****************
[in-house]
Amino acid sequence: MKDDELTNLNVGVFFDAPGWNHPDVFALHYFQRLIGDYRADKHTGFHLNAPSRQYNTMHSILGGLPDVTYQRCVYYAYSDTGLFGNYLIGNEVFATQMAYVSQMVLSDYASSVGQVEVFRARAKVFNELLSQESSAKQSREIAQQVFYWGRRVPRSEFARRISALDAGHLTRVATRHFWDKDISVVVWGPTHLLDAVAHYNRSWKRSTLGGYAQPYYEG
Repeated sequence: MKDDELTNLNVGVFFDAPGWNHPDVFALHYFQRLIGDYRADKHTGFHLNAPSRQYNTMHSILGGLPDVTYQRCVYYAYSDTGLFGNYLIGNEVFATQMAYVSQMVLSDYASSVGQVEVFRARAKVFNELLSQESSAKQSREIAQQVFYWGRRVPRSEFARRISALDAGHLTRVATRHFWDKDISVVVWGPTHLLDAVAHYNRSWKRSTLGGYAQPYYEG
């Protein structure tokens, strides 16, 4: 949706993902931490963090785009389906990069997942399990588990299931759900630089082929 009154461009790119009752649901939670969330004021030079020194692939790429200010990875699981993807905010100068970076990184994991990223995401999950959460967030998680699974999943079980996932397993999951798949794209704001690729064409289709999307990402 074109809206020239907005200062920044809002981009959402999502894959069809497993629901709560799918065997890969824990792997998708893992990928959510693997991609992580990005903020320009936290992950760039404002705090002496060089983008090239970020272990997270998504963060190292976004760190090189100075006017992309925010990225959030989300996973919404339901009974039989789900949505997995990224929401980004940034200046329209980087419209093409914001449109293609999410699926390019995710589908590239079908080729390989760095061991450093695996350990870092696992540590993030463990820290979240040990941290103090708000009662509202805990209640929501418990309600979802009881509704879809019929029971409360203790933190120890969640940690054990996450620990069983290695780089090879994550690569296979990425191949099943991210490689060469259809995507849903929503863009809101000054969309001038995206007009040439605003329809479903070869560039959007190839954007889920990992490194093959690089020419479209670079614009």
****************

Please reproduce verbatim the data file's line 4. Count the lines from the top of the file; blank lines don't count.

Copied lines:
């Protein structure tokens, strides 16, 4: 949706993902931490963090785009389906990069997942399990588990299931759900630089082929 009154461009790119009752649901939670969330004021030079020194692939790429200010990875699981993807905010100068970076990184994991990223995401999950959460967030998680699974999943079980996932397993999951798949794209704001690729064409289709999307990402 074109809206020239907005200062920044809002981009959402999502894959069809497993629901709560799918065997890969824990792997998708893992990928959510693997991609992580990005903020320009936290992950760039404002705090002496060089983008090239970020272990997270998504963060190292976004760190090189100075006017992309925010990225959030989300996973919404339901009974039989789900949505997995990224929401980004940034200046329209980087419209093409914001449109293609999410699926390019995710589908590239079908080729390989760095061991450093695996350990870092696992540590993030463990820290979240040990941290103090708000009662509202805990209640929501418990309600979802009881509704879809019929029971409360203790933190120890969640940690054990996450620990069983290695780089090879994550690569296979990425191949099943991210490689060469259809995507849903929503863009809101000054969309001038995206007009040439605003329809479903070869560039959007190839954007889920990992490194093959690089020419479209670079614009």